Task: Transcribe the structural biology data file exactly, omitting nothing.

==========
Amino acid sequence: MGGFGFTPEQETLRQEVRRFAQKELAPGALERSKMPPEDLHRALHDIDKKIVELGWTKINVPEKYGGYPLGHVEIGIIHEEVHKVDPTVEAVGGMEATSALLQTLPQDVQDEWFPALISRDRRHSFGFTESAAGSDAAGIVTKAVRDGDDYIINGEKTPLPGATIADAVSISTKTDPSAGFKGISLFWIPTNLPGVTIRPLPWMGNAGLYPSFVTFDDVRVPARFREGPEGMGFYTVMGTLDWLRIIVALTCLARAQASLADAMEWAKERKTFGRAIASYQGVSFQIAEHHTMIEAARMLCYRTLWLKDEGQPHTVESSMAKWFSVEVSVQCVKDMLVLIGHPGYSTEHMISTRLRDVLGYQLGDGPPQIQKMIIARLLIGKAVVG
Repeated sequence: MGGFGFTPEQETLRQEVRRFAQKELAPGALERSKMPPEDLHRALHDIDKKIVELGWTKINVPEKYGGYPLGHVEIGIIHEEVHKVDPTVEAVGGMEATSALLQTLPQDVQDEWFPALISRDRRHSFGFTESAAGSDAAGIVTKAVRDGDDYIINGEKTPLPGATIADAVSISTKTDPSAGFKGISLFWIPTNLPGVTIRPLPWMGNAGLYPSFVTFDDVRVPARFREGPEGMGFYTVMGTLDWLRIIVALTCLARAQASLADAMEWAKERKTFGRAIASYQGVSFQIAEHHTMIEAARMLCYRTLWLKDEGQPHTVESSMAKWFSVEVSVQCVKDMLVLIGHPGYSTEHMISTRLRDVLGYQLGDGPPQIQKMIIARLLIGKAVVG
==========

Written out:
Amino acid sequence: MGGFGFTPEQETLRQEVRRFAQKELAPGALERSKMPPEDLHRALHDIDKKIVELGWTKINVPEKYGGYPLGHVEIGIIHEEVHKVDPTVEAVGGMEATSALLQTLPQDVQDEWFPALISRDRRHSFGFTESAAGSDAAGIVTKAVRDGDDYIINGEKTPLPGATIADAVSISTKTDPSAGFKGISLFWIPTNLPGVTIRPLPWMGNAGLYPSFVTFDDVRVPARFREGPEGMGFYTVMGTLDWLRIIVALTCLARAQASLADAMEWAKERKTFGRAIASYQGVSFQIAEHHTMIEAARMLCYRTLWLKDEGQPHTVESSMAKWFSVEVSVQCVKDMLVLIGHPGYSTEHMISTRLRDVLGYQLGDGPPQIQKMIIARLLIGKAVVG
Repeated sequence: MGGFGFTPEQETLRQEVRRFAQKELAPGALERSKMPPEDLHRALHDIDKKIVELGWTKINVPEKYGGYPLGHVEIGIIHEEVHKVDPTVEAVGGMEATSALLQTLPQDVQDEWFPALISRDRRHSFGFTESAAGSDAAGIVTKAVRDGDDYIINGEKTPLPGATIADAVSISTKTDPSAGFKGISLFWIPTNLPGVTIRPLPWMGNAGLYPSFVTFDDVRVPARFREGPEGMGFYTVMGTLDWLRIIVALTCLARAQASLADAMEWAKERKTFGRAIASYQGVSFQIAEHHTMIEAARMLCYRTLWLKDEGQPHTVESSMAKWFSVEVSVQCVKDMLVLIGHPGYSTEHMISTRLRDVLGYQLGDGPPQIQKMIIARLLIGKAVVG